synuclein were found in the skin biopsies of people in more advanced stages of Parkinson’s disease. The next steps in this study will be to measure alpha-synuclein in skin of people known to be at risk for Parkinson’s disease, and to see if depositions of alpha-synuclein in the skin can differentiate Parkinson’s disease from other neurodegenerative diseases. A small skin biopsy is a safe and simple procedure that could be a big breakthrough as a biomarker to predict Parkinson’s disease. Article by Marcia McCall N. Wang, C. H. Gibbons, J. Lafo, R. Freeman. Synuclein in cutaneous autonomic nerves. Neurology, 2013; DOI 10.1212/ WNL.0b013e3182a9f449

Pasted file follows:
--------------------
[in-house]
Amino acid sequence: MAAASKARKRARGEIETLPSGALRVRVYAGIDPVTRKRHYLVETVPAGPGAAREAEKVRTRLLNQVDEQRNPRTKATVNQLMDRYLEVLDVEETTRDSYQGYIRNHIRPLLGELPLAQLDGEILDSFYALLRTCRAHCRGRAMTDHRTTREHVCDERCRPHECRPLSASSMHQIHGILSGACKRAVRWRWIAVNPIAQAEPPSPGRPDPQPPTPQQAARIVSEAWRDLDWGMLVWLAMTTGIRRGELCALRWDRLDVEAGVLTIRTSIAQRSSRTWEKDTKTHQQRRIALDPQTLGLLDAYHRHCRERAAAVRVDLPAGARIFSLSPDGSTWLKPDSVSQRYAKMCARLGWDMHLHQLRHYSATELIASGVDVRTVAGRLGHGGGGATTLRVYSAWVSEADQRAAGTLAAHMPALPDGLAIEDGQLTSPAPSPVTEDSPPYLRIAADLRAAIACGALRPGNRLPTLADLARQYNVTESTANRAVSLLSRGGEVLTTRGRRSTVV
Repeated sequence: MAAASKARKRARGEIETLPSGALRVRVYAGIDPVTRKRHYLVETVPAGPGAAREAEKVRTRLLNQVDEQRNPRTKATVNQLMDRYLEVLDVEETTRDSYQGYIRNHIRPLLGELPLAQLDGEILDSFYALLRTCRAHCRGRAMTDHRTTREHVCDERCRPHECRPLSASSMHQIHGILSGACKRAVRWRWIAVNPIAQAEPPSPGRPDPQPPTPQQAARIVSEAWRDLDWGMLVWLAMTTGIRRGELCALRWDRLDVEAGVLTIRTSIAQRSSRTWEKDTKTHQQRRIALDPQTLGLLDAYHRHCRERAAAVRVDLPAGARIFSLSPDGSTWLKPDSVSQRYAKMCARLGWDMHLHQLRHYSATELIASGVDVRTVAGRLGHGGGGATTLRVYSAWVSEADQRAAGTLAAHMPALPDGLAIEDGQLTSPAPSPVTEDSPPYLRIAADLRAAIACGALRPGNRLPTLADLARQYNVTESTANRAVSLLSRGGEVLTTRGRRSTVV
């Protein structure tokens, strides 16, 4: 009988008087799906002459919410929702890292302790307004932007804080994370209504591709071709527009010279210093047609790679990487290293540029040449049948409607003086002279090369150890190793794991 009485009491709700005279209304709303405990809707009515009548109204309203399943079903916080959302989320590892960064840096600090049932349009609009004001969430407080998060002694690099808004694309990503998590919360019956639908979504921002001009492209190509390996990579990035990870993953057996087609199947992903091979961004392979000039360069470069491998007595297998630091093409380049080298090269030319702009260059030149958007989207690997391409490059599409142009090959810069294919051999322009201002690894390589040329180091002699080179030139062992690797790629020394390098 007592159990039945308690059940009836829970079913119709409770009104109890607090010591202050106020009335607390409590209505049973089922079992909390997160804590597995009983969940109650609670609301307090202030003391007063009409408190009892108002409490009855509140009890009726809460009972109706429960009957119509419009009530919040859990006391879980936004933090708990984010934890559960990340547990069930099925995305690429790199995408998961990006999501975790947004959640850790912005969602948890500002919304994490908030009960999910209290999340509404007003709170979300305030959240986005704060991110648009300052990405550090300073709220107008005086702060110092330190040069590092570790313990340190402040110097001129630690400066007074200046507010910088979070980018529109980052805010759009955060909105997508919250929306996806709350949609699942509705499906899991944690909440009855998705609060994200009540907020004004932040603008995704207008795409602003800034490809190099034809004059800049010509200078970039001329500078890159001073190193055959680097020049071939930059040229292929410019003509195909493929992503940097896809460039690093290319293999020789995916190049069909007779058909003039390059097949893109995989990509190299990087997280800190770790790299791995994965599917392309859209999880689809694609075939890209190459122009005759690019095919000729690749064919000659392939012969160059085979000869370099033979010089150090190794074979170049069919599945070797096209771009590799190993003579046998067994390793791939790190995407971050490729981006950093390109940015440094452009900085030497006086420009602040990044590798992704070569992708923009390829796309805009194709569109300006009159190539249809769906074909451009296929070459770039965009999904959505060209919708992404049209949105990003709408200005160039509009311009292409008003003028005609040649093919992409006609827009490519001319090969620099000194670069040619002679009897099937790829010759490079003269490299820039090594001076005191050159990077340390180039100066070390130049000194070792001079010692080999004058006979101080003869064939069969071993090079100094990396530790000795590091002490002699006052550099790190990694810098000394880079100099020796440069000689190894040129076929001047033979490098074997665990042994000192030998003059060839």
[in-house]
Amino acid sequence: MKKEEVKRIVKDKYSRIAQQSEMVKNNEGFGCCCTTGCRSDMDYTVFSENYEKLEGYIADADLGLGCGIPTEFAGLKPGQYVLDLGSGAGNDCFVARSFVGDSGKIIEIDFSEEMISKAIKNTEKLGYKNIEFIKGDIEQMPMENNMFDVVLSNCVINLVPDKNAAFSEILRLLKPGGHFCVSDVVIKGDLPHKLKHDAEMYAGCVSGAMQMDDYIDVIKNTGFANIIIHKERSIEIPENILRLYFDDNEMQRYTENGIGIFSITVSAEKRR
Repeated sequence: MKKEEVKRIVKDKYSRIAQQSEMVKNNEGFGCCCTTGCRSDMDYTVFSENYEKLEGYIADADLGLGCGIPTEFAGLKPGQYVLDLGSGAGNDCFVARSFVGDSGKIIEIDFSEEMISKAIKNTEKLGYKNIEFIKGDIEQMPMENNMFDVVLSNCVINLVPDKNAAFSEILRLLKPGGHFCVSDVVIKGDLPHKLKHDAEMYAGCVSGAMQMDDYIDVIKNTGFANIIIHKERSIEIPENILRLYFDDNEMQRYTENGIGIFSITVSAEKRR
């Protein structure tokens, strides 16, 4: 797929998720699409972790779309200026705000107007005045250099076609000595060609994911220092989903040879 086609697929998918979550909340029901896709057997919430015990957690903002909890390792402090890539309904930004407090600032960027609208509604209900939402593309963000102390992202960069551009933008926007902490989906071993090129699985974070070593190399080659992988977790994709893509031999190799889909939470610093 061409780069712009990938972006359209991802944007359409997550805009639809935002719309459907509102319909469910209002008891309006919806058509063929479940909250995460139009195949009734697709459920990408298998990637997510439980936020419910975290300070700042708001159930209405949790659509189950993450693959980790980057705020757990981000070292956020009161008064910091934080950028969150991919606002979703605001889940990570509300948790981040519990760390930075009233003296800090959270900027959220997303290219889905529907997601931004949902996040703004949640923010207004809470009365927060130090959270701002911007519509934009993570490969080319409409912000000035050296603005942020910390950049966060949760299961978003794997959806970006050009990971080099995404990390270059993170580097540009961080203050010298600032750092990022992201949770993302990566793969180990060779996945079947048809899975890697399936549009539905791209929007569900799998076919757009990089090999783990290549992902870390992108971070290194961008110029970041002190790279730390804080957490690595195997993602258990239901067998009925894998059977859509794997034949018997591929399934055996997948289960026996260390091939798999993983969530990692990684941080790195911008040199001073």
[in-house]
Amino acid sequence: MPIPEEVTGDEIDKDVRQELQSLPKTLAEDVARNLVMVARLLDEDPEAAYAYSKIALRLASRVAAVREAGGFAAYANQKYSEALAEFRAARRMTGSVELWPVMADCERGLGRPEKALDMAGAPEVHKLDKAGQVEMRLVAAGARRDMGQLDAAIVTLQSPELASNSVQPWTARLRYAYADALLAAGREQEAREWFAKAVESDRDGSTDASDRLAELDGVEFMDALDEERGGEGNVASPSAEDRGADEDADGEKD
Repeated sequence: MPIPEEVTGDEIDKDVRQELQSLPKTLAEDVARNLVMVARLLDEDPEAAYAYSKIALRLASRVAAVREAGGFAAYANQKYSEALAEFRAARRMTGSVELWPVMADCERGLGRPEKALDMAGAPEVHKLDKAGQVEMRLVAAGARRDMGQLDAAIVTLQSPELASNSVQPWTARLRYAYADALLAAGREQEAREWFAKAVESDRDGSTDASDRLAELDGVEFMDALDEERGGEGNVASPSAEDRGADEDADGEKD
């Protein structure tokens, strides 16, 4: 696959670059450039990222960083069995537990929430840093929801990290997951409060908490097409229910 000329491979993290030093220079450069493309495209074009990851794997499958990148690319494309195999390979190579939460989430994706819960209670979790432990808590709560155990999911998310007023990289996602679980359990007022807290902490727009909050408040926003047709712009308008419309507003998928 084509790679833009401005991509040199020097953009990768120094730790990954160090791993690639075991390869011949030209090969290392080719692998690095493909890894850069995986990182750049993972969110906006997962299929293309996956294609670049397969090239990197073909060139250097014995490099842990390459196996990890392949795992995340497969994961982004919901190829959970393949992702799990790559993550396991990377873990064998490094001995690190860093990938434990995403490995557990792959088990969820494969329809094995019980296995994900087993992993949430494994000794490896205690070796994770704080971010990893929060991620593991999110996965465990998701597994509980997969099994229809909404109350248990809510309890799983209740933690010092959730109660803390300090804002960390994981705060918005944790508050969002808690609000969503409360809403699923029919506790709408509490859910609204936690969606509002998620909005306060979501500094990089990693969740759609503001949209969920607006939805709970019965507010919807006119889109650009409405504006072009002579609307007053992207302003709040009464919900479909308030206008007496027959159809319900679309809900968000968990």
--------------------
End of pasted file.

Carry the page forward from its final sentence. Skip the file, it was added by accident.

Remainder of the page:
PARKINSON’S DISEASE AND DEPRESSION